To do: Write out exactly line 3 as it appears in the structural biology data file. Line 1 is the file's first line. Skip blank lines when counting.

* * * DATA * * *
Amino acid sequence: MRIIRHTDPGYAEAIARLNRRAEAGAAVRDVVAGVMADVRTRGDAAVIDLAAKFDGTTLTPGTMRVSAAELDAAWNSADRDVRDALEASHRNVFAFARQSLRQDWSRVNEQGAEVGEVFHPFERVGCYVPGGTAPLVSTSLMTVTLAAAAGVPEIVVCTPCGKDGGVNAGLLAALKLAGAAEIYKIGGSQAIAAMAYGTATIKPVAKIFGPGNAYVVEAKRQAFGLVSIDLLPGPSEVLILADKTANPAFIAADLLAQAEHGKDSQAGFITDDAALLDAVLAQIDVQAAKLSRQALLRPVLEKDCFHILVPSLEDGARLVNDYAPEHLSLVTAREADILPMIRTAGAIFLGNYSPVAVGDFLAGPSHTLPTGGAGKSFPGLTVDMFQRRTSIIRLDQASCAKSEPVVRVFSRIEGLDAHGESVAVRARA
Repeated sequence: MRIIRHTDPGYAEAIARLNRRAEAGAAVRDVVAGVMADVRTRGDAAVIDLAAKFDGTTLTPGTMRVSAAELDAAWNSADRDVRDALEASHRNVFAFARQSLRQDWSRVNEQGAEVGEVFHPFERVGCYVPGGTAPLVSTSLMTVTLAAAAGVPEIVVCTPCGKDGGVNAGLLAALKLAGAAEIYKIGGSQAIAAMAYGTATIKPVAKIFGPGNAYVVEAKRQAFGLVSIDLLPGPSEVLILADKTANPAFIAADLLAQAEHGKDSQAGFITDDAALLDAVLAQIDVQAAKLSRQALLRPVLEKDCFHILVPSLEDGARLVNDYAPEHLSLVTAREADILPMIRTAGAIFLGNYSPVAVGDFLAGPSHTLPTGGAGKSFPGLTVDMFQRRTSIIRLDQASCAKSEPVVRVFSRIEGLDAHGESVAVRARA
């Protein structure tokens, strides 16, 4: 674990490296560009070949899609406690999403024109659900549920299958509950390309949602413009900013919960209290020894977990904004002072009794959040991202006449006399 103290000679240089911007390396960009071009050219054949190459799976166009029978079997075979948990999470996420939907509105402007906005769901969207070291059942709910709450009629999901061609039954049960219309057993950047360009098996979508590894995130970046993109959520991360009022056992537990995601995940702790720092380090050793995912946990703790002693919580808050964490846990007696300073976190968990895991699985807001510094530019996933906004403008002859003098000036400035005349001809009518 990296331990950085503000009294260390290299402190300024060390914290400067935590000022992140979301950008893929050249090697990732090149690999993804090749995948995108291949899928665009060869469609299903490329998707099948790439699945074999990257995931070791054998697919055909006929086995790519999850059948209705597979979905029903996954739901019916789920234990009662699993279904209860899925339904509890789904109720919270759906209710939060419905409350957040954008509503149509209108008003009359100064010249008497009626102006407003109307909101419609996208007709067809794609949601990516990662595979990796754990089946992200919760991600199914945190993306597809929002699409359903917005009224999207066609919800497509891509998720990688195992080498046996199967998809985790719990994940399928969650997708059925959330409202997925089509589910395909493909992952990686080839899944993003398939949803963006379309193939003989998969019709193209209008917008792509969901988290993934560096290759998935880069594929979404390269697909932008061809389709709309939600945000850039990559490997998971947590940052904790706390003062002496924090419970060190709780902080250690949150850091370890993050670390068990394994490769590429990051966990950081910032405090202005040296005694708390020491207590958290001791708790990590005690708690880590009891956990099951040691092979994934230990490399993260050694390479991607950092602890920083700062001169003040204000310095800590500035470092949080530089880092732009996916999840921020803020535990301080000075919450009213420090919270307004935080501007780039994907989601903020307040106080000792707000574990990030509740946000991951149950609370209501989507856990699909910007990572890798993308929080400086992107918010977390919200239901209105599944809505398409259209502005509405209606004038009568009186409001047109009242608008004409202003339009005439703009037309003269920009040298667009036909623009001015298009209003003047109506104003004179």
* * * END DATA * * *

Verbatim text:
């Protein structure tokens, strides 16, 4: 674990490296560009070949899609406690999403024109659900549920299958509950390309949602413009900013919960209290020894977990904004002072009794959040991202006449006399 103290000679240089911007390396960009071009050219054949190459799976166009029978079997075979948990999470996420939907509105402007906005769901969207070291059942709910709450009629999901061609039954049960219309057993950047360009098996979508590894995130970046993109959520991360009022056992537990995601995940702790720092380090050793995912946990703790002693919580808050964490846990007696300073976190968990895991699985807001510094530019996933906004403008002859003098000036400035005349001809009518 990296331990950085503000009294260390290299402190300024060390914290400067935590000022992140979301950008893929050249090697990732090149690999993804090749995948995108291949899928665009060869469609299903490329998707099948790439699945074999990257995931070791054998697919055909006929086995790519999850059948209705597979979905029903996954739901019916789920234990009662699993279904209860899925339904509890789904109720919270759906209710939060419905409350957040954008509503149509209108008003009359100064010249008497009626102006407003109307909101419609996208007709067809794609949601990516990662595979990796754990089946992200919760991600199914945190993306597809929002699409359903917005009224999207066609919800497509891509998720990688195992080498046996199967998809985790719990994940399928969650997708059925959330409202997925089509589910395909493909992952990686080839899944993003398939949803963006379309193939003989998969019709193209209008917008792509969901988290993934560096290759998935880069594929979404390269697909932008061809389709709309939600945000850039990559490997998971947590940052904790706390003062002496924090419970060190709780902080250690949150850091370890993050670390068990394994490769590429990051966990950081910032405090202005040296005694708390020491207590958290001791708790990590005690708690880590009891956990099951040691092979994934230990490399993260050694390479991607950092602890920083700062001169003040204000310095800590500035470092949080530089880092732009996916999840921020803020535990301080000075919450009213420090919270307004935080501007780039994907989601903020307040106080000792707000574990990030509740946000991951149950609370209501989507856990699909910007990572890798993308929080400086992107918010977390919200239901209105599944809505398409259209502005509405209606004038009568009186409001047109009242608008004409202003339009005439703009037309003269920009040298667009036909623009001015298009209003003047109506104003004179």